Under the light of a dying star, Aaron McBarnes sits in front of his television. The show he’s watching is hilarious, sending him into fits of laughter, reminding him of his grandmother. They would sit together most evening, in this very room, watching reruns of old serials from her youth, as she commented on the unfolding events with her sharp tongued wit, making him giggle. He remembers the day he became a doctor, a dream he’d had ever since he watched her die in that hospital, unable to do anything but stand by and watch her chest rise and fall, pumped by the machine sitting next to him, by her bed. Grief is a strange emotion. It arrives with an intensity that dulls and fades, but can return at the slightest trigger, stabbing into your heart and stomach, making you relive it all over again. He misses her.
In the house next door, Linda Hunt and Dennis Ford sit together in silence as they eat their dinner. Neither of them is happy with their marriage. Linda remembers that first unforgettable kiss, under the red light of the setting sun. Dennis had taken her to the modern art museum that day, and told her all about the methods and motivations of the various artists. She didn’t follow everything, but she loved to hear him speak with such passion. She remembers the day their daughter was born, the sight of her screaming face, and joy she felt to hold her close. But now, as she sits in silence, picking at the greens on her plate, she thinks about the boredom, stagnant life she now lives. “This relationship isn’t working,” she thinks. “This isn’t why I got married.”
Dennis, watched his wife move the leaves around her plate, lost in thought. Watching her hands move around the plate, he remembers the soft hands of his first love caressing his face. She had held him as they lay on his bed, gazing into his eyes, moving her finger ever so slightly against his cheek. It has been years since he’d felt that feeling of connection and care. Being honest with himself, he has been pretty low these past few years. “I regret getting married,” he thinks, scratching his forehead, before rising from his seat, taking his empty plate into the kitchen without comment. Perhaps he could lose himself in that old dog-eared copy of his favourite book that he could never quite let go of. That had helped in the past.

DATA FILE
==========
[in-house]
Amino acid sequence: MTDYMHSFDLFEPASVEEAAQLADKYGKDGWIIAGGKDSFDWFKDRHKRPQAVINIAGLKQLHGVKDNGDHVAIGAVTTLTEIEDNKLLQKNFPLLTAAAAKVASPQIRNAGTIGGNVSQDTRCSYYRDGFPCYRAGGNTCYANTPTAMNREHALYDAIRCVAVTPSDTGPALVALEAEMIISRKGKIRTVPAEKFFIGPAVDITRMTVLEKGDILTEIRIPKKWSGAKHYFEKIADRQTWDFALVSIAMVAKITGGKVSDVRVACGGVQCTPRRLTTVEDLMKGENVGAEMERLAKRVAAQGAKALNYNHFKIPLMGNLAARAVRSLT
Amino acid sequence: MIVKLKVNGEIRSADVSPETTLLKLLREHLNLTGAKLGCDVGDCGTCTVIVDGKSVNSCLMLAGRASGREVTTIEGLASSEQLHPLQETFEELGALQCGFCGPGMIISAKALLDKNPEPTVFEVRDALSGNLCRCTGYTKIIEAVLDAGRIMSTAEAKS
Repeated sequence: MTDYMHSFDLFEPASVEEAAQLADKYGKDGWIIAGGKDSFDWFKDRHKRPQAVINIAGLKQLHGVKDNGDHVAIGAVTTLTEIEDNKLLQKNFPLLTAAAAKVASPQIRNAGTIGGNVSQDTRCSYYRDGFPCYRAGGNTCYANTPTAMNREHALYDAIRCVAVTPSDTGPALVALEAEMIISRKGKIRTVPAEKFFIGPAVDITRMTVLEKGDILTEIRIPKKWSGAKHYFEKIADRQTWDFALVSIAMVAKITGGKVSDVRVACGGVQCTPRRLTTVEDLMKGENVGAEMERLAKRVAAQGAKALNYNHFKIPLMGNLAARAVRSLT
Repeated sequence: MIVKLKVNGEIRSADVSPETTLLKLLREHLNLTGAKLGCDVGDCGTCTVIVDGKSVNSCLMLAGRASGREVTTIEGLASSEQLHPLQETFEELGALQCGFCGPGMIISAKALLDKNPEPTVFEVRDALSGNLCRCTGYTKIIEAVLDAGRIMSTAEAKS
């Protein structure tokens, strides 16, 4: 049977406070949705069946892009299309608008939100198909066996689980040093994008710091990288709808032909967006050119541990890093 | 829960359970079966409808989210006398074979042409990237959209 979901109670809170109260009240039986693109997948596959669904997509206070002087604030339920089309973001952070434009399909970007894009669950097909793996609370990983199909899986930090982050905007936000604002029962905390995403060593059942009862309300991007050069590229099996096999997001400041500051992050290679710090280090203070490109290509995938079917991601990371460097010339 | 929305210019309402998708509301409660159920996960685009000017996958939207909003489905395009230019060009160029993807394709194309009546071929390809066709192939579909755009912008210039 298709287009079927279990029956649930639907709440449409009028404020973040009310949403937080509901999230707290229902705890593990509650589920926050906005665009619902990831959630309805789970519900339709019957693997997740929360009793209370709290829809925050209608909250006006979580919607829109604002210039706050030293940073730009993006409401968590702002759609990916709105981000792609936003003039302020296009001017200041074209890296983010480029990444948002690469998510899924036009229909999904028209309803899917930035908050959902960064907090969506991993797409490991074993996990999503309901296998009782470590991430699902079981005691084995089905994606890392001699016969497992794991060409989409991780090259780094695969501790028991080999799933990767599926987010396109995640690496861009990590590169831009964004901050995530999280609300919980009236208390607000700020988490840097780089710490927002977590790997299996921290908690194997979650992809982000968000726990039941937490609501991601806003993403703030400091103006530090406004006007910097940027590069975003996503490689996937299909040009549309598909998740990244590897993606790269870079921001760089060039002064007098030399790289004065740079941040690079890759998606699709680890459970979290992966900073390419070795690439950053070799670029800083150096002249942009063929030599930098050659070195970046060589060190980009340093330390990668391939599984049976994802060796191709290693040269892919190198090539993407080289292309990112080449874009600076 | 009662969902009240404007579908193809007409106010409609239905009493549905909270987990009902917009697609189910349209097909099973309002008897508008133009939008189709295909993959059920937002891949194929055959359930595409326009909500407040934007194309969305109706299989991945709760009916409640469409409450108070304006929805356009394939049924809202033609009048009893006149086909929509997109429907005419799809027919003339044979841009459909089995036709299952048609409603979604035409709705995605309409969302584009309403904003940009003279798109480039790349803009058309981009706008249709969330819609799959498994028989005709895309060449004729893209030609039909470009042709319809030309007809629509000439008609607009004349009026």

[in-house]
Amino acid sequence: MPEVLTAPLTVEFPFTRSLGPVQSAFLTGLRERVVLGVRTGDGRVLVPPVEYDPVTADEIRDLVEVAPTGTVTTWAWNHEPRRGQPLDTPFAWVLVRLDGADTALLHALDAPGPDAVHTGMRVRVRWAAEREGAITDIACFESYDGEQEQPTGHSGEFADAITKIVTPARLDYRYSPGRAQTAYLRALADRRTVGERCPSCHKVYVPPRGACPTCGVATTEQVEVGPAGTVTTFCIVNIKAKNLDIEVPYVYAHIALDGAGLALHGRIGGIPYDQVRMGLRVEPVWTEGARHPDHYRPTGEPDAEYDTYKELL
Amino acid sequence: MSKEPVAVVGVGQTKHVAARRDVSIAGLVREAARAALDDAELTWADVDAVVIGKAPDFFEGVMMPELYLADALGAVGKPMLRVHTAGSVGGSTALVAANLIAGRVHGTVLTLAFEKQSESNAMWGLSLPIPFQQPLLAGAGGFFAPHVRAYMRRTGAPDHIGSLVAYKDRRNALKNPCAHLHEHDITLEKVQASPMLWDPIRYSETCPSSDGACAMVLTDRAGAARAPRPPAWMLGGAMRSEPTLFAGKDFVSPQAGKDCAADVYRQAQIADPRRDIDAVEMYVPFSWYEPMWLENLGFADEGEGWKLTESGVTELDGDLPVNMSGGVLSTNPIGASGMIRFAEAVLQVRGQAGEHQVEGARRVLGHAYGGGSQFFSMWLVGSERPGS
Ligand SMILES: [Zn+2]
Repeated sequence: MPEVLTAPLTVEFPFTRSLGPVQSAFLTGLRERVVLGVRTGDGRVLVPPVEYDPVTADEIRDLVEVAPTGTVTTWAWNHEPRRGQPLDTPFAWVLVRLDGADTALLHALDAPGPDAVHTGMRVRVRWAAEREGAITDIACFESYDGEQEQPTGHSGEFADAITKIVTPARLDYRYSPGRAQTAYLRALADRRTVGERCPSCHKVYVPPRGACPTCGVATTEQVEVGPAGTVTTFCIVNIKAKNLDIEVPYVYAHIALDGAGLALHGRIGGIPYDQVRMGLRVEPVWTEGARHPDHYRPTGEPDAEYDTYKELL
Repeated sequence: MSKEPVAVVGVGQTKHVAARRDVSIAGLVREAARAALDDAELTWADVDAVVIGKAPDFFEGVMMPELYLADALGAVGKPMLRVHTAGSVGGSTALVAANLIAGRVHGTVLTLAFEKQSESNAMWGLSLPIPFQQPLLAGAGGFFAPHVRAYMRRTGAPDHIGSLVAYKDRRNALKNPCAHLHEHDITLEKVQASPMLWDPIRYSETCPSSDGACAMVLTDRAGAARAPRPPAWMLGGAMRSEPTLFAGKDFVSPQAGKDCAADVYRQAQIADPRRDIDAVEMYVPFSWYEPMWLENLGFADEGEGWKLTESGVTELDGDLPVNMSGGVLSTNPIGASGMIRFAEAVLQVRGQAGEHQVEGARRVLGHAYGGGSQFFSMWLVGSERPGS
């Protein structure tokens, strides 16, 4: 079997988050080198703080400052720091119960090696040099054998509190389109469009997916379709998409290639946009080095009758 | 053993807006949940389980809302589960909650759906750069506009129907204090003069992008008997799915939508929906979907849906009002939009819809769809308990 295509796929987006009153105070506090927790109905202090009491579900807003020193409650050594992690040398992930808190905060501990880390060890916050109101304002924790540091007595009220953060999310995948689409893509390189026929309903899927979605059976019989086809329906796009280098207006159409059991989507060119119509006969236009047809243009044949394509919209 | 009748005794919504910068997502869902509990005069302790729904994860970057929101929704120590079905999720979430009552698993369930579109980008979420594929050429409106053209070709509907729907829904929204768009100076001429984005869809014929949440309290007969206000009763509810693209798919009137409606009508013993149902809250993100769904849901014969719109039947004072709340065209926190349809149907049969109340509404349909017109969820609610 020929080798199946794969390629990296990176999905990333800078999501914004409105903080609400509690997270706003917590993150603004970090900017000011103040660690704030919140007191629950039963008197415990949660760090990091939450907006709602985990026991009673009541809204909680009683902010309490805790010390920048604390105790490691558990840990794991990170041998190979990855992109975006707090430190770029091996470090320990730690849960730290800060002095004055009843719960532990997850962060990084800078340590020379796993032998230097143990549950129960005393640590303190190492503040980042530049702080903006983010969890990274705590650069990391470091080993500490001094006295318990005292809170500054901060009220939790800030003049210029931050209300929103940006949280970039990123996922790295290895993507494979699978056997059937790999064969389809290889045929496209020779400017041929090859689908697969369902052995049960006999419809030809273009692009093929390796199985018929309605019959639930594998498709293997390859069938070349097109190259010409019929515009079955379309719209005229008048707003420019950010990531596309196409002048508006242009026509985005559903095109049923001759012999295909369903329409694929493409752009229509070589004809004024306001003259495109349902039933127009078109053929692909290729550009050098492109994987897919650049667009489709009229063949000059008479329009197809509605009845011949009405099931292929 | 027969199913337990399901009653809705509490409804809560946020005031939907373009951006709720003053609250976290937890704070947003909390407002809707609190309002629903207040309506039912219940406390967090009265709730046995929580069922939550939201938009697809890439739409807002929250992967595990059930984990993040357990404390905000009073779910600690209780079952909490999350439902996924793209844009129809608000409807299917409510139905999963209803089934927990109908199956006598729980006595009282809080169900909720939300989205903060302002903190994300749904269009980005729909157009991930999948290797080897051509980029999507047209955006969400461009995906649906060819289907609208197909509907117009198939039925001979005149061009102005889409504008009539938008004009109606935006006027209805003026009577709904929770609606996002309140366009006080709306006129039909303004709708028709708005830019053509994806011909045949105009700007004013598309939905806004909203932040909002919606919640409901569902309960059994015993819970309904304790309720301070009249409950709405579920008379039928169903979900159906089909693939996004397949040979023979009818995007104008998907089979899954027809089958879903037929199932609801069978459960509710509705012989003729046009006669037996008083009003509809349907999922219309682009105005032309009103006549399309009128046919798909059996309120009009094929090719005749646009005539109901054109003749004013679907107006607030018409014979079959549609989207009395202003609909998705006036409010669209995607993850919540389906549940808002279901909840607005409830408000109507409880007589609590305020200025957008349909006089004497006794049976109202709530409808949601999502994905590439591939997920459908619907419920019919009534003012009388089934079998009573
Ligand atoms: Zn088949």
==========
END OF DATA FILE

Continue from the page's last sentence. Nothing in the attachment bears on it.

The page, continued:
On the other side of the city, in the house known by the neighbourhood kids as the “creepy green house”, Alan Ford and Charles Johnson laze about in bed, reminiscing about their childhoods. Charles talks about flying a kite with his cousin, under the red light of the dying star, feeling the tug of the string and the firmness of the older boy’s guiding hands. Then he remembers what came next. “I won’t make the same mistake twice,” he thinks as he listens to Alan talk about the party that shaped his life.
Meanwhile, downstairs in the study, beneath an old painting of a rancid magician dancing with an evil-looking mirror in a castle inherited with the strange old house, Jose Hernandez sits in front of his computer, waiting for Grindows to boot. He had already given up on watching television on the old black and white set in the living room, and has decided to update his existentialist blog instead. While he waits he falls into the memory of the trip that first inspired him to start it. He remembers sitting beneath the stars in the mountains, alone but for the wind. He had looked out into that endless sky and wondered what existed out there. Were any of those faint dots worlds like this one, inhabited by thinking feeling creatures? Do they too grow old and die? Do they believe in an afterlife? “What will happen when I die?” he thinks, as the computer makes the familiar rising sound of the boot completing. “Oh, that’s going on my blog.”